New Zealand: Information on residence visas, residence permits and returning residence visas; who they are given to; rights and obligations; differences in rights and obligations for each; particular circumstances for Sri Lankan passport-holders
|Publisher||Immigration and Refugee Board of Canada|
|Author||Research Directorate, Immigration and Refugee Board, Canada|
|Publication Date||30 October 2001|
|Citation / Document Symbol||NZL37964.E|
|Cite as||Immigration and Refugee Board of Canada, New Zealand: Information on residence visas, residence permits and returning residence visas; who they are given to; rights and obligations; differences in rights and obligations for each; particular circumstances for Sri Lankan passport-holders , 30 October 2001, NZL37964.E , available at: http://www.refworld.org/docid/3df4be8520.html [accessed 13 December 2013]|
|Disclaimer||This is not a UNHCR publication. UNHCR is not responsible for, nor does it necessarily endorse, its content. Any views expressed are solely those of the author or publisher and do not necessarily reflect those of UNHCR, the United Nations or its Member States.|
The following information was provided by New Zealand's Self-Assessment Guide for Residence in New Zealand and Guide for Returning Resident's Visas (New Zealand Immigration Service Oct. 2001; Aug. 2001).
Residence visas are required for entry into New Zealand of all persons wishing to live, study or work indefinitely there. The visa is issued outside of New Zealand for a one-time entry into New Zealand, and is valid for 12 months from the date it was issued. The visa cannot be renewed or extended. Upon entering New Zealand, visa-holders will be given a residence permit (stamp) in their passport. This permit will allow them to remain in New Zealand indefinitely, but does not entitle the permit-holder to re-enter New Zealand after a departure. Once permit-holders have taken up residence in New Zealand, they may apply for a returning resident's visa, which will allow for free movement in and out of the country (a person with a valid returning resident's visa will be issued a new permit stamp every time they re-enter the country, which maintains the validity of their residence status). The first returning resident's visa is issued for a period of 2 years from the date of the first residence permit. The second returning resident's visa is indefinite. The returning resident's visa is not necessary for those persons remaining in New Zealand (with no intention of travelling abroad) under a residence permit (New Zealand Oct. 2001, 3-4).
Requirements for obtaining a second and indefinite returning resident's visa vary depending upon the applicant's demonstrated commitment to New Zealand. This commitment can either be shown through time spent in New Zealand (at least 184 days in each of the two 12-month portions of the 2-year period preceding the returning resident's visa application date), the applicant's tax status, investments, business, employment, or family links in the country. The level of commitment varies according to the applicant's circumstances within the 2-year period immediately preceding the application for the returning resident's visa (New Zealand Aug. 2001, 4-5).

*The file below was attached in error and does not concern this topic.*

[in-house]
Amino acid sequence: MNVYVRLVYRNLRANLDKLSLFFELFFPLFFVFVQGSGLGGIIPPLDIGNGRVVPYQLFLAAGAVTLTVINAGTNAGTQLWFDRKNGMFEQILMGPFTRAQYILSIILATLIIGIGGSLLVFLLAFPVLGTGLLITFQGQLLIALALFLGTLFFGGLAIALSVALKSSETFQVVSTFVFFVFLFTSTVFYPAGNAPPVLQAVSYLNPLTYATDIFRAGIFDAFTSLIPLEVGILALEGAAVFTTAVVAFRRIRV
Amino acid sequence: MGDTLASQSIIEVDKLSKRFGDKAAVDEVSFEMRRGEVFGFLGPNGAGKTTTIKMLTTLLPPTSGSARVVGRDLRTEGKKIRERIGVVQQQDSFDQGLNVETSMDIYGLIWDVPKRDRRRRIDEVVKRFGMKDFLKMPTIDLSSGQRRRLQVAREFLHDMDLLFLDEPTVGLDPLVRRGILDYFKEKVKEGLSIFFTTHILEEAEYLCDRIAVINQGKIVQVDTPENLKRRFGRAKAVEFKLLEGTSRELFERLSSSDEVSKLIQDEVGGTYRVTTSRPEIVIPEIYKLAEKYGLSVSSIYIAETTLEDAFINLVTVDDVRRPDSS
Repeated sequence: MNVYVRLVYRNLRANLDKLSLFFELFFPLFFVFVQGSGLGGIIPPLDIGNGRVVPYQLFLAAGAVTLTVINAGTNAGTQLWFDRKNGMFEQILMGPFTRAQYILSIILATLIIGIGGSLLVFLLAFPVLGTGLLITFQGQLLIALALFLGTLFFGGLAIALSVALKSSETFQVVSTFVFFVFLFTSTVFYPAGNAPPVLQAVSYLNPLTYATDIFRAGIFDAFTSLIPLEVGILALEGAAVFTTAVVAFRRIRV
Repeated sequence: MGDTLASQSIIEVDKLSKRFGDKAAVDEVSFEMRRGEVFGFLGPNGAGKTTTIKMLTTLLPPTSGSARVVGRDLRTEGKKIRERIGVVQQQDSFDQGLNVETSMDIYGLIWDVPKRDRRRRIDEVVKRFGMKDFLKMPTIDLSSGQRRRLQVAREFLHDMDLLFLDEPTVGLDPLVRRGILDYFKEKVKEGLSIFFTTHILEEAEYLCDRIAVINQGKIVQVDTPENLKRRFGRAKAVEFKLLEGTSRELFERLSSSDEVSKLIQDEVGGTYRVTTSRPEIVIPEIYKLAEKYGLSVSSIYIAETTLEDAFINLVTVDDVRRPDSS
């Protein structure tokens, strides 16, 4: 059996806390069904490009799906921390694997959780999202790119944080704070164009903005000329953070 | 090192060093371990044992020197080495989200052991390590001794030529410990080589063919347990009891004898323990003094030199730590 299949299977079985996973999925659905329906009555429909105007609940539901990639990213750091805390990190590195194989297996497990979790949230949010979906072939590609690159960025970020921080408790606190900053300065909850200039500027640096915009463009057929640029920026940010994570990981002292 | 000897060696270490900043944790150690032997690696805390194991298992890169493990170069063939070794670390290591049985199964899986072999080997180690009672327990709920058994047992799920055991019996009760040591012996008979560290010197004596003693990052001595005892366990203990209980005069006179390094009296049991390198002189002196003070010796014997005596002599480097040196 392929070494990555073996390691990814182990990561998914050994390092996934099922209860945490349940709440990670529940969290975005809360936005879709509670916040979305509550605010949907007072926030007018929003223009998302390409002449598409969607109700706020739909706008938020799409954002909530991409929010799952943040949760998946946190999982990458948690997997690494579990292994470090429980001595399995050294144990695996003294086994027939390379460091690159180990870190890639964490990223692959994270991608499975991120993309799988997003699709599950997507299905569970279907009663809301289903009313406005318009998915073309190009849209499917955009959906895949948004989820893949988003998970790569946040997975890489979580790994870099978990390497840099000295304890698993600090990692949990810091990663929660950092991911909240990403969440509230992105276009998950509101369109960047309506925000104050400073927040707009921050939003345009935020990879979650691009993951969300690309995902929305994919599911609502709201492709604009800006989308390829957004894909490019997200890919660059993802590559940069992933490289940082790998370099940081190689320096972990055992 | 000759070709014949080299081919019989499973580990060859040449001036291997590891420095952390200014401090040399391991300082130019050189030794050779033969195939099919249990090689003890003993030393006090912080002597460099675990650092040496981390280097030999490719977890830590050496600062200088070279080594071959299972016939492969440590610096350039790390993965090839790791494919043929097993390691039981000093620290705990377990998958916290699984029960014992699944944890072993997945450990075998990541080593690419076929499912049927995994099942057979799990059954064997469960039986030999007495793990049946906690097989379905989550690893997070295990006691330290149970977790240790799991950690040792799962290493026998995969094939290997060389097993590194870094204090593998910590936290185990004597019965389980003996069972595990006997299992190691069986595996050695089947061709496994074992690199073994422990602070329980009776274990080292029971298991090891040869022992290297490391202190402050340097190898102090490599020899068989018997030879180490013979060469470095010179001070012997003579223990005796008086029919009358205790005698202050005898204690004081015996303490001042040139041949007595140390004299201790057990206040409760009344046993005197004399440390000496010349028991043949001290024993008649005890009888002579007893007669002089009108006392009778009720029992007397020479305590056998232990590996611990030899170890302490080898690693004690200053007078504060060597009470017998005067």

Permit-holders are expected to either meet a minimum English-language requirement or enrol in State-sponsored language courses (New Zealand Oct. 2001, 6).
Permit-holders who leave New Zealand without a returning resident's visa can apply for one at New Zealand diplomatic or consular services abroad, and will be required to provide evidence that they were lawful residents of New Zealand prior to their trip abroad and are entitled to the visa. Permit-holders whose returning resident's visa expires while abroad must also apply for a further returning resident's visa at diplomatic or consular services before attempting re-entry into New Zealand (New Zealand Aug. 2001, 12).
A returning resident's visa may be refused to permit-holders if their residence permit was revoked; they were deported from New Zealand; they are applying from outside of New Zealand and have an expired returning resident's visa; left New Zealand without a returning resident's visa. If refused, permit-holders will be required to re-apply for residence under the current policies and acceptance cannot be guaranteed (New Zealand Aug. 2001, 13).
There are special procedures for certain people applying for residence from Sri Lanka who arrived in New Zealand on or before December 1988 only (New Zealand Oct. 2001, 22).
This Response was prepared after researching publicly accessible information currently available to the Research Directorate within time constraints. This Response is not, and does not purport to be, conclusive as to the merit of any particular claim to refugee status or asylum. Please find below the list of additional sources consulted in researching this Information Request.
New Zealand. Immigration Service. October 2001. Zealand's Self-Assessment Guide for Residence in New Zealand.
New Zealand. Immigration Service. August 2001. Guide for Returning Resident's Visas. <http://www.immigration.govt.nz/forms/pdf/1003-october-2001.pdf> [Accessed 26 October 2001]
Additional Sources Consulted
World News Connection
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